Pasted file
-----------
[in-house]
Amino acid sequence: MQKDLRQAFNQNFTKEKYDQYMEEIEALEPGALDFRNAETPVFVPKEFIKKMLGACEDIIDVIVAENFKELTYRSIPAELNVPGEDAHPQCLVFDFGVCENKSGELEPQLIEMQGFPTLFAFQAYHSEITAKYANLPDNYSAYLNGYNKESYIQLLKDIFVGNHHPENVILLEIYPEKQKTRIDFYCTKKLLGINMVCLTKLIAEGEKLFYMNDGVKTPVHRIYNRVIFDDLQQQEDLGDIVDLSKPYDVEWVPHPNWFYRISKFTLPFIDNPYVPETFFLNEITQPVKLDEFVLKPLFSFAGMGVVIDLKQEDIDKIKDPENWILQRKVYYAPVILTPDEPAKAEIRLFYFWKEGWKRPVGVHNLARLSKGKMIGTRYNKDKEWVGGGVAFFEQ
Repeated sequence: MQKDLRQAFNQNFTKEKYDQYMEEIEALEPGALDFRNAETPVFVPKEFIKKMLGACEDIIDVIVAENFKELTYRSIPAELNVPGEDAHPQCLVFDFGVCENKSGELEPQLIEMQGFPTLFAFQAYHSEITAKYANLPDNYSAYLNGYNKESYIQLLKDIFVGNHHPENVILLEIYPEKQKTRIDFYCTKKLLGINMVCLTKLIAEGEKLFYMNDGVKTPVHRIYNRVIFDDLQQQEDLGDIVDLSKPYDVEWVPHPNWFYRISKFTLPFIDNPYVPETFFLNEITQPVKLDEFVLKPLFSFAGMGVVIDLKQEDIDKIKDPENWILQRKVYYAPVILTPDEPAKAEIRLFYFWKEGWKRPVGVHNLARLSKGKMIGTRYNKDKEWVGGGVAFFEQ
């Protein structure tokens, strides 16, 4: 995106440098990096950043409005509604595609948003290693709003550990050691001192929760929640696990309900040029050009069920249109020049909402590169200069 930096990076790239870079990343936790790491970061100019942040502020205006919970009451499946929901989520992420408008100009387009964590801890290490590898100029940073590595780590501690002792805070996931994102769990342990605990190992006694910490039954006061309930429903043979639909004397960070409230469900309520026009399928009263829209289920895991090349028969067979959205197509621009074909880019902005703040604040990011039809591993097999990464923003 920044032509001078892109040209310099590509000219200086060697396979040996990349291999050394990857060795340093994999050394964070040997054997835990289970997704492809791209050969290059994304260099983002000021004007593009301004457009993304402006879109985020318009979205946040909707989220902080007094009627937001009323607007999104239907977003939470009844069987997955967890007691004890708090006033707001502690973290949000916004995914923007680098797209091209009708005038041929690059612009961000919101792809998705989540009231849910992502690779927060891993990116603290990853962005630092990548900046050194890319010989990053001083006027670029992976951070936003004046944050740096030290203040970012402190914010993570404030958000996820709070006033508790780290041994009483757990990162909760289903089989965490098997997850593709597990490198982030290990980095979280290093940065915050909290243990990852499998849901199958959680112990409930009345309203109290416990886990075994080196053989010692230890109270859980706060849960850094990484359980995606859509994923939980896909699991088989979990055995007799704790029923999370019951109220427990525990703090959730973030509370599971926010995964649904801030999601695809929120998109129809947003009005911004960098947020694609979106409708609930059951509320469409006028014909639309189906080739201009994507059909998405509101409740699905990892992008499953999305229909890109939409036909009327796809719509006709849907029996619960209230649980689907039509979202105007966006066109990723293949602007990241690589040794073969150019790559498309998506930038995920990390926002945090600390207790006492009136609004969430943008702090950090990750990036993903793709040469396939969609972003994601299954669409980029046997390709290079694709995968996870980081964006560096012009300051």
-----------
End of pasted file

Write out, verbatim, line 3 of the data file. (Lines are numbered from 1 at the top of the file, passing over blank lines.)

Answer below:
Repeated sequence: MQKDLRQAFNQNFTKEKYDQYMEEIEALEPGALDFRNAETPVFVPKEFIKKMLGACEDIIDVIVAENFKELTYRSIPAELNVPGEDAHPQCLVFDFGVCENKSGELEPQLIEMQGFPTLFAFQAYHSEITAKYANLPDNYSAYLNGYNKESYIQLLKDIFVGNHHPENVILLEIYPEKQKTRIDFYCTKKLLGINMVCLTKLIAEGEKLFYMNDGVKTPVHRIYNRVIFDDLQQQEDLGDIVDLSKPYDVEWVPHPNWFYRISKFTLPFIDNPYVPETFFLNEITQPVKLDEFVLKPLFSFAGMGVVIDLKQEDIDKIKDPENWILQRKVYYAPVILTPDEPAKAEIRLFYFWKEGWKRPVGVHNLARLSKGKMIGTRYNKDKEWVGGGVAFFEQ